Can Love Save You From an Eating Disorder?
The question, "Can love can save you from an eating disorder?" hits at the core of a deeper question. Anyone who loves someone with a behavioral or substance addiction will face wanting to leave the person, or wanting to take his or her love away because he or she has been hurt too many times. As the partner, you may wonder if your love and presence even matters. As the addict (the person with the eating disorder), another’s love may pour a sea of guilt into you, which can drive you back into reaching for your addiction. But love is a powerful force and we can use love for eating disorder recovery.
Hate Vs. Love: Eating Disorders Lead With Hate
Great leaders knew that love is an unstoppable force. If we look at Jesus or Gandhi, they preached a righteous kind of love, one that loves your enemies and prays for those who persecute you. Their legacies carry on in a powerful way with a message of compassion.
There’s another powerful force called hate, which most would argue is what Hitler ruled with. The difference is that, although Hitler had many people that did his bidding, he ruled by fear.
Although we may obey out of fear (like we do with our eating disorders), we are left empty. If we rule out of fear, we might get compliance but not high performance, not respect, and not love in return.
Did Love Save Me from My Eating Disorder?
In my eating disorder recovery, I gladly share that my husband’s love was the reason I recovered. He did a lot of things “wrong,” including saying a lot of things to trigger me, but he did the most important thing right. He loved me. He loved me when I didn’t love myself. He saw the light in me and he refused to sit idly by while I destroyed myself, and our marriage. He came to me, pleaded with me, shed tears of desperation. He didn’t know what to do half the time, but he desperately loved me (Family Members of the Eating Disordered Patient).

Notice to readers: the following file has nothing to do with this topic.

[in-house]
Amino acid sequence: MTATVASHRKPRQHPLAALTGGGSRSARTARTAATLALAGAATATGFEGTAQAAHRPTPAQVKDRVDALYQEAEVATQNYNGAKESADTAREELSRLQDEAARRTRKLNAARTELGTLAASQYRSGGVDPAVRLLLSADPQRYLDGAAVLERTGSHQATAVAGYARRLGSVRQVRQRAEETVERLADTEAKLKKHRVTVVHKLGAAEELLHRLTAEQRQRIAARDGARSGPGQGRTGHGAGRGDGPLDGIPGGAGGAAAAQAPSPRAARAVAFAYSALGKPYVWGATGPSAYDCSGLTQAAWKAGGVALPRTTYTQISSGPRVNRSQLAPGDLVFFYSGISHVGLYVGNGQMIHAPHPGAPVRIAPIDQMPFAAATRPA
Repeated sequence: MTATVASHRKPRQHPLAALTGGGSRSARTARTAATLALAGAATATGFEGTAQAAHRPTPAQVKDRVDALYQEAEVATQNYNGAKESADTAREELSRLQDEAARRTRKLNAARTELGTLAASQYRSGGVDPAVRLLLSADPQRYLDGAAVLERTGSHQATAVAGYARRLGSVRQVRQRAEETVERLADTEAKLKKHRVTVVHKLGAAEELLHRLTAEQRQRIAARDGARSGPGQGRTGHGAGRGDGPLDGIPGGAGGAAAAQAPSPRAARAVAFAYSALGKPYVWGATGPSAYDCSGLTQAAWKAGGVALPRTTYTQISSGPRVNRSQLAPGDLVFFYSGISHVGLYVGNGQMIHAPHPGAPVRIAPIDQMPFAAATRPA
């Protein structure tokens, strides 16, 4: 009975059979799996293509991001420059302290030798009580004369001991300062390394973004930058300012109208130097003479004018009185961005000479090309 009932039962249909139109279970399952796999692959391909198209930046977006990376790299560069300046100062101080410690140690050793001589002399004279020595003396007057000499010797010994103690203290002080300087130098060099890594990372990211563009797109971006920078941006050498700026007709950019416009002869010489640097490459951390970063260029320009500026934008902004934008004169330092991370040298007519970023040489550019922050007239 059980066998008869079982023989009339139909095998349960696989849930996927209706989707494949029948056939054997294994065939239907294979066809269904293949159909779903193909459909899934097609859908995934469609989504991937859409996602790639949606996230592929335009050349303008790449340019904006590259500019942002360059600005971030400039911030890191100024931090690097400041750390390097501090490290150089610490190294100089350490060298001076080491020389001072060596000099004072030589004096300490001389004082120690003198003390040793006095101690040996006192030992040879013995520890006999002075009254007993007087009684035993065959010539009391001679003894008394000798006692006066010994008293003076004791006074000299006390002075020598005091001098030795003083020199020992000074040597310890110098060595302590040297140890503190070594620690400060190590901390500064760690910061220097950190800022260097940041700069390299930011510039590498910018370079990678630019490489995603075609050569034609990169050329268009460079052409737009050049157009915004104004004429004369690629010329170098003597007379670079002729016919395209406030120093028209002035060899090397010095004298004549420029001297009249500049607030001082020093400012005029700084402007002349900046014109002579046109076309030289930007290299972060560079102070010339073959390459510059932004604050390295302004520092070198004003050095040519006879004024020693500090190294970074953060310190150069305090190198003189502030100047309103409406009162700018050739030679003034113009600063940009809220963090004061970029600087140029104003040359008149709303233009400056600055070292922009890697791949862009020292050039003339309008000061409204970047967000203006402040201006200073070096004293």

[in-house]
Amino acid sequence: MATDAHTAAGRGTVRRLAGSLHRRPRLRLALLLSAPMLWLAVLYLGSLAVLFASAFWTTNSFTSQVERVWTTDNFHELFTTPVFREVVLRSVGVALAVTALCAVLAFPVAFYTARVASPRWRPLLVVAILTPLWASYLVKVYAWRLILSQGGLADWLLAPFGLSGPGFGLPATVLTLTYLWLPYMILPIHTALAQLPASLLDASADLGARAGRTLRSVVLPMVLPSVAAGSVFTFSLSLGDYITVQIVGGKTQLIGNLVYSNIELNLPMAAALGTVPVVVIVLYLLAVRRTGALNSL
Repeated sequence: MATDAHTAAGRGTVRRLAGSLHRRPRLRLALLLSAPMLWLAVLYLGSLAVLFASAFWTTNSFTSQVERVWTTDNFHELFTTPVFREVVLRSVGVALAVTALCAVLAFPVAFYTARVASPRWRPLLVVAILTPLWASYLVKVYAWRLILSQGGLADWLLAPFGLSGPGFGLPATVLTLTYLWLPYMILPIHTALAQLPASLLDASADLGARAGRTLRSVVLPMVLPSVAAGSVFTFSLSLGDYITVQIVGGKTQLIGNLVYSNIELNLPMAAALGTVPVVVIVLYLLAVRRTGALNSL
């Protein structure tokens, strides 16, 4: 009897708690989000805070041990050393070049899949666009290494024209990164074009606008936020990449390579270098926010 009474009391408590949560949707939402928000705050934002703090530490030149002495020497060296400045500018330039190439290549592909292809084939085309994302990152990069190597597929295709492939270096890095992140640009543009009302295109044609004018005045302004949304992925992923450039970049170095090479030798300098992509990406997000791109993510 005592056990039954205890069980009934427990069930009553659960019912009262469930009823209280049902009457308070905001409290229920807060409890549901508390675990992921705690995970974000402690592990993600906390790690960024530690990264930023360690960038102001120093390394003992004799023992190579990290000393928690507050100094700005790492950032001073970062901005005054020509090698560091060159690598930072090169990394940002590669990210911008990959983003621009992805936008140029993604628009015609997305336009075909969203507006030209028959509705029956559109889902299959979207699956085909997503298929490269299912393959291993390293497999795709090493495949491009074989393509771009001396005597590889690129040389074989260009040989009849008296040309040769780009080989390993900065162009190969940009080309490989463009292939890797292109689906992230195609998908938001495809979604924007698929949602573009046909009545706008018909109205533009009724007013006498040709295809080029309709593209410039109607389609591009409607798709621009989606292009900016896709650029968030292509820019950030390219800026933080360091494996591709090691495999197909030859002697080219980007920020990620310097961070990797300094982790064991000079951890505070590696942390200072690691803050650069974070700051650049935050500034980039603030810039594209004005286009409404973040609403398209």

And here’s the thing: I loved him and I hated what I was doing to him. I felt immense shame and guilt. I hated myself because I knew I was better than this disorder, I just didn’t know how to stop. I didn’t know how to be the amazing person I truly was without the disorder (How Eating Disorders Impact on Relationships).
Yes, he is the reason I recovered. His love held me like an eye in the storm. He loved me until I could once again love myself.
What It Takes for Love to Save Someone from an Eating Disorder
I was talking with a friend about her love for her partner who has a disorder. “Why isn’t my love enough to make them want to stop?” she asked me.
I paused, reflecting back on my experience and then told her a few things:
- Even though we love you, our addiction is our number one love (until we get help and it’s not anymore).
- Because we love you so much, your love for us increases our guilt. You’d think that would make us want to get help, but, instead, we feel junk about ourselves and so we drown our shame by repeating our addiction.
- When my husband approached me (and I finally got help), I was at the point where I knew I had a serious problem and I couldn’t do it on my own. I wanted to be free, I just didn’t know how (and there was a huge part of me that didn’t believe it was possible).
- I was terrified of anyone knowing of my eating disorder because it was my terrible secret.
- I was angry with God for not curing me when I begged for magical healing.
The formula I realized I’d told her was that:
Yes, love can absolutely save you from an eating disorder/addiction, but a part of you must want to be saved.
Another’s love for us can propel us into eating disorder treatment, but as we walk the path of recovery it is our own self-love that will allow us to recover, flourish, and thrive. And, hopefully, those who loved us through it will get the joy of experiencing a life with us that is wonderful, full, and free.
Zoccolante, Z. (2016, July 27). Can Love Save You From an Eating Disorder?, HealthyPlace. Retrieved on 2020, April 9 from https://www.healthyplace.com/blogs/survivinged/2016/07/can-love-save-you-from-an-eating-disorder